Fran Tiplady leads a small team of Tasmanian nurses who work in the contact tracing unit.
The team has existed for a long time, but has grown almost 20 fold as the risk of coronavirus has grown.
Members of the team are usually public health nurses and their job is to help prevent outbreaks of deadly diseases.
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Ms Tiplady, manager of public health response at the Department of Health, described the team as a group of nurse detectives.
"Contact tracing is essentially detective work ... with a main aim to identify people who came into contact with someone who is infectious," she said.
"We interview the case once we've been notified and work with them to do a really in-depth interview to help them think about who they've come in contact with and where they've been.
"It obviously relies on people's memory and their recall so it is really a specialised skill."
Ms Tiplady has worked across Australia as a contact tracer.
She discovered the career path while studying a masters of public health at the University of Sydney.
"I've worked in this field ever since. It is really interesting and important and rewarding work - it's time critical and I feel really proud that this work is now being acknowledged by the wider community and my friends and family who finally understand the work that I do," she said.
She said the COVID-19 pandemic was unlike anything she had worked on before.
"I've done work previously on large measles outbreaks in Victoria, we've responded to outbreaks of q fever here locally as well as ... meningococcal here a few years ago," Ms Tiplady said.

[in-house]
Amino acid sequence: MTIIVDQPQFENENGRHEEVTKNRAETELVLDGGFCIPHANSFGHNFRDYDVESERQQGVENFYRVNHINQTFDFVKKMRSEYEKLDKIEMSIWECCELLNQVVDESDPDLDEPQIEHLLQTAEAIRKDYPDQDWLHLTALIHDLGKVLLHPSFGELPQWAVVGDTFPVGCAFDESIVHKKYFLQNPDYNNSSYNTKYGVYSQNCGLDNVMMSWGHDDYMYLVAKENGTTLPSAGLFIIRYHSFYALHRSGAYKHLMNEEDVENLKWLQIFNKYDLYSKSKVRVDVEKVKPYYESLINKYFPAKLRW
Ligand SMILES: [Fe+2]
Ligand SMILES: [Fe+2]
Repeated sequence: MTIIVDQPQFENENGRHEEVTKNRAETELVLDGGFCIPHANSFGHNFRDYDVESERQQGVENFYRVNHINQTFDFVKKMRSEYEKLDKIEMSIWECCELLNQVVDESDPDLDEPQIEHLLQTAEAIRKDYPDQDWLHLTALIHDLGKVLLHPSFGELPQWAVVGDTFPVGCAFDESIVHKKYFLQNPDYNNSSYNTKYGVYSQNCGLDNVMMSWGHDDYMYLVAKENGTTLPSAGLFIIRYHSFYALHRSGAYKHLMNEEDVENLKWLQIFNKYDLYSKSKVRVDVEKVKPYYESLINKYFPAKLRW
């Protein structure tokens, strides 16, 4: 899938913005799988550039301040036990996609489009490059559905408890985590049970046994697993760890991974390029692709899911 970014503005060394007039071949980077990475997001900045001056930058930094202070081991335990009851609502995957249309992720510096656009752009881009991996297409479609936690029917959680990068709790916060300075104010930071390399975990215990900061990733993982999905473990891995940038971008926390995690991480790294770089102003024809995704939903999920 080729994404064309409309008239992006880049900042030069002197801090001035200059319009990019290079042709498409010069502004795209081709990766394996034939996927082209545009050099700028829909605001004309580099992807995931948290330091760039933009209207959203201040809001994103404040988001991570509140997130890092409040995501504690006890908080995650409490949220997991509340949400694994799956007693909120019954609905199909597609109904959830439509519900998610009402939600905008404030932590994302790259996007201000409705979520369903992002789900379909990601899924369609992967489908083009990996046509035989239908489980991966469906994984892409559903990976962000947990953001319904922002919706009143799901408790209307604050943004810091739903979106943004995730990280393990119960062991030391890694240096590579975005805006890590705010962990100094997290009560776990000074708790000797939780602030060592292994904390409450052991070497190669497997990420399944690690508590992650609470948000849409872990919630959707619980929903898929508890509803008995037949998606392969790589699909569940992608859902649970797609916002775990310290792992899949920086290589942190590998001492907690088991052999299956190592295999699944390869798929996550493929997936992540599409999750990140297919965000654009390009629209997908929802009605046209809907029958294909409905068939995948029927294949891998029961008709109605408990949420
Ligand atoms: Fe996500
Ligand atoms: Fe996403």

"The work we do is often in the background and if we're doing our job well people don't know about the work we do.
"This is unlike anything I have worked in before and it is hugely challenging and rapidly evolving but it is professionally the most rewarding work I have ever worked on."
Earlier this year the North-West of Tasmania experienced a strict lockdown as an outbreak of coronavirus spread through their hospitals and community.
It is nothing compared to the scale of the outbreak in Victoria but Ms Tiplady, who has worked to help control the spread during both outbreaks, said both situations presented unique challenges.
"At the time that I entered Victoria things were already at a point where there was significant community transmission which obviously put a lot of strain on the workforce there in terms of responding to consecutive days with very high case numbers," she said.
"The challenges in the North-West were very different because they involved the health services there and presented its own unique challenges."
She said if the public was to know one thing about contact tracing it was that they are here to help.
"This is the most important tool that we have to protect the community from coronavirus," Ms Tiplady said.
"We don't have the luxury of having a vaccine or having antibiotics or another tool to protect people so we really rely on the cooperation of people.
"The message here is whilst we are not in the same situation that they have in Victoria this is a very real threat and we need everyone to work together."
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